King Kaarle suffered a stroke in March, so the heavy responsibilities of state leadership were shared by Fredrik as Prince Regent, Field Marshal C.G.E. Mannerheim, industrialist and general Rudolf Walden, and Tanner. Considering this and the fact Fredrik hated the peace treaty, he became an acceptable figure for the throne in December 1940 when his father was clearly not going to recover. On 28 May 1940, King Kaarle suffered a fatal heart attack. Fredrik succeeded his father as King of Finland and would reign for a very long time.
Towards German orientationEdit
Finland's changed policy from a Scandinavian orientation up to, and during, the Winter War, to a German orientation after the Winter War, was not in the least pursued by the new King Fredrik II. He had no illusions about the true nature of Germany. Traditionally Finland had been associated with Britain by stronger commercial ties, but as the Baltic Sea was dominated by the Germans and Soviets, lost markets had to be found elsewhere, and the Germans were willing to trade.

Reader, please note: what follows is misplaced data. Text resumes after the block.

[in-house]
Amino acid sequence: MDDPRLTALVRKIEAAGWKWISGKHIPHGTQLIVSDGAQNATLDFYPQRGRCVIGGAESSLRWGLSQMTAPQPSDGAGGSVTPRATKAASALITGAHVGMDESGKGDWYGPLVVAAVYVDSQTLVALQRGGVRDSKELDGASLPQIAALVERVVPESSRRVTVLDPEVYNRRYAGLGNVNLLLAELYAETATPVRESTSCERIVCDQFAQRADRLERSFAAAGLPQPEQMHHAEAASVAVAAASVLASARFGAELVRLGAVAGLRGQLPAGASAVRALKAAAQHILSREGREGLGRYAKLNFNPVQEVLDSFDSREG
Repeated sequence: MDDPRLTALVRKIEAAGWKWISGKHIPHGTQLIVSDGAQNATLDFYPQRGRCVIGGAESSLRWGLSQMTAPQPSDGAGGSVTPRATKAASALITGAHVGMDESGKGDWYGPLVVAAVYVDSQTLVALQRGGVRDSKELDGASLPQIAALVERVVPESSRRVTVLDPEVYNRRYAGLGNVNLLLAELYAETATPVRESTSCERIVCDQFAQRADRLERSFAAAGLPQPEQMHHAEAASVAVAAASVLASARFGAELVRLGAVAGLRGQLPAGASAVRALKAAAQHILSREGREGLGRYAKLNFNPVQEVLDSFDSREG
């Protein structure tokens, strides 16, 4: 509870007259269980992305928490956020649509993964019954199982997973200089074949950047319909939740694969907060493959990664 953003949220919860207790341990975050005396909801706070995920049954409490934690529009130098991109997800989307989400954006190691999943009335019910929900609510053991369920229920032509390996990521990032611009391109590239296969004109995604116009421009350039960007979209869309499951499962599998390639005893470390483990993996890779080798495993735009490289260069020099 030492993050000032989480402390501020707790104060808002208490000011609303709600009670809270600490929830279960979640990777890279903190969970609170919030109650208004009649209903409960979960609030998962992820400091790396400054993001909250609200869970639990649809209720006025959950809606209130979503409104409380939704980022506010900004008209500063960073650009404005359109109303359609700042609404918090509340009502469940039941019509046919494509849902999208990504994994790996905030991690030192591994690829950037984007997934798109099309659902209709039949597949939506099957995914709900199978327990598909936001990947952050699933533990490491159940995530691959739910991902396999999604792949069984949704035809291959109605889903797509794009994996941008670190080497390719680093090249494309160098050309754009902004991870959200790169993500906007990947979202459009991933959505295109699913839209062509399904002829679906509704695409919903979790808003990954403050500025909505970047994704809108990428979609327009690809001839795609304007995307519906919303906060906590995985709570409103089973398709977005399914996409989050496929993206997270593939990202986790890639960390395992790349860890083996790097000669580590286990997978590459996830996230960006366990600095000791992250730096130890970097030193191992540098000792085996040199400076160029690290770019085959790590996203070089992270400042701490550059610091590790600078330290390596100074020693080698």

The relatively limited space given to Nazi German propaganda and ideology, or their domestic sympathizer fringe groups in Finland, can probably be seen as one of the many important joint contributions of Fredrik, Tanner, and Mannerheim. Government's during Fredrik's reign must also be credited for the fact that Finland remained a genuine democracy unlike any other continental European country from that time.